If you want to try out this version, you can find the recipe on page 319 of David Lebovitz’s My Paris Kitchen. To see how the other home cooks from Cook the Book Fridays made out, check out their links here.
In addition to a Yule log, I had a blast making packages of sweets for my local friends. This year, I made white-chocolate dipped apricots (a perennial favorite), Mexican Chocolate Pecans (inspired by our recent trip to Mexico), Toffee Crunch (you know, the old standby with the saltines covered in toffee, chocolate and nuts), and another favorite Basler Leckerli. I also sent homemade peppermint bark and miniature Chocolate Meltaway Cookies (newly named by my sister Jennifer) to my sisters.
Next week, healthier eating awaits….
Wishing you a Happy (and Delicious) New Year!!!!
I have mixed feelings about French desserts. Tarts I adore, but I’m indifferent to many of the pastries. Maybe it’s because I’m not a big fan of pastry cream and whipped cream. There are plenty of French sweets I’d never met before. Over the past couple of years, making more French recipes, I’ve started to have a new appreciation for little French cakes.
The past two challenges for Cook the Book Fridays have been for little cakes. Both are rich from butter, but in counterpoint, are not too sweet.
The first one, financiers, are little almond cakes with browned butter. They taste nutty from almond flour and the browned butter. The French have a special mold for baking these, but I used mini-muffin pans. These baby cakes are simple to mix up and are a good way to use up extra egg whites. And they taste good too!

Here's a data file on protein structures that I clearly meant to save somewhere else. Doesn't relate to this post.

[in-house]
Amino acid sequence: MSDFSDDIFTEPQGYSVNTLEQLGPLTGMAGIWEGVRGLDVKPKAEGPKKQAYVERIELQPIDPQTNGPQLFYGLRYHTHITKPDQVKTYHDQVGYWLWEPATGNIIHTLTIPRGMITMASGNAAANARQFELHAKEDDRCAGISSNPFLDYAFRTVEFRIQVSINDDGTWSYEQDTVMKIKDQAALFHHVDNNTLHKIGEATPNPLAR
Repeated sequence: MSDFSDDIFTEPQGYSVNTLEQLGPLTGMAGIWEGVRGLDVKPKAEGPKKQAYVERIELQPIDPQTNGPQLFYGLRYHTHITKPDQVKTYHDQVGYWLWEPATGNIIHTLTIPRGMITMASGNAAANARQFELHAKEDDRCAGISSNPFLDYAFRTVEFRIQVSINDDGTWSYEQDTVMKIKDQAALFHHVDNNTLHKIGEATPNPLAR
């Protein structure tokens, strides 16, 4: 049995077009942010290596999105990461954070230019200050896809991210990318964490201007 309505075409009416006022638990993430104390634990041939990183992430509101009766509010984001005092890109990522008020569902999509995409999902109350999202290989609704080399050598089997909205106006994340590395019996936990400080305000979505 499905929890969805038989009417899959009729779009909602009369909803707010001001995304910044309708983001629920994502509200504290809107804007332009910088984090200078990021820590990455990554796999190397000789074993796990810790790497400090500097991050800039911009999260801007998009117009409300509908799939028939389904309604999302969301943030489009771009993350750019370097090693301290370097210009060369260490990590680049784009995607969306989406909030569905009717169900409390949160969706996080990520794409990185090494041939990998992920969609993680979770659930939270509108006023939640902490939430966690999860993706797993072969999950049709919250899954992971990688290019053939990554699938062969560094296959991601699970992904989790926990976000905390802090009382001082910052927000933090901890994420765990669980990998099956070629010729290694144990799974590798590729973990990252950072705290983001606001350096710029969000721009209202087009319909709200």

The other little cakes I made were madeleines. The batter is also simple to make, but these require a special pan. I had more trouble with these. In the past, I’ve chilled the batter, but this time, the recipe just said to let it rest (at room temperature, I assumed). The molds are supposed to be filled just three-quarters. The imprints are so shallow, it’s hard to judge. I used my smallest cookie scoop, but it was a bit too much. The cakes rose and touched their neighbors. Not the way it’s supposed to work. There was some extra batter, so I chilled it overnight, and tried again.
Round 2, I was more careful about filling the molds, erring on the side of underfilled. That worked much better, though my pan-buttering technique had some shortcomings. The cakes stayed inside the expected boundaries, but most of them stuck to the pan. When they finally came out, they were NOT pretty. I had brushed the mold with melted butter, but I think I should have smeared it around with a paper towel for better coverage.
Even though their appearance was lacking, these baby cakes tasted lovely. I liked the subtle flavor of honey – just a touch, not cloying at all.
I’d be confident in whipping up some financiers any time, but the madeleines will need more practice.
If you want to try yourself, you’ll find the recipe for financiers on page 268 of David Lebovitz’s My Paris Kitchen and the recipe for madeleines on page 274. My friends’ reviews for financiers can be found here and for madeleines here.
Boston people: I have something you must check out this month. Last week I went with some friends to check out some of Fujiko Nakaya’s fog sculptures on the Emerald Necklace. At 5 different locations, special misting nozzles create fog that rolls through the landscape. It’s hard to describe, but it’s quite magical. Fog x FLO is a special exhibit in honor of the Emerald Necklace Conservancy’s 20th anniversary. It runs through the end of October. Find all the details here.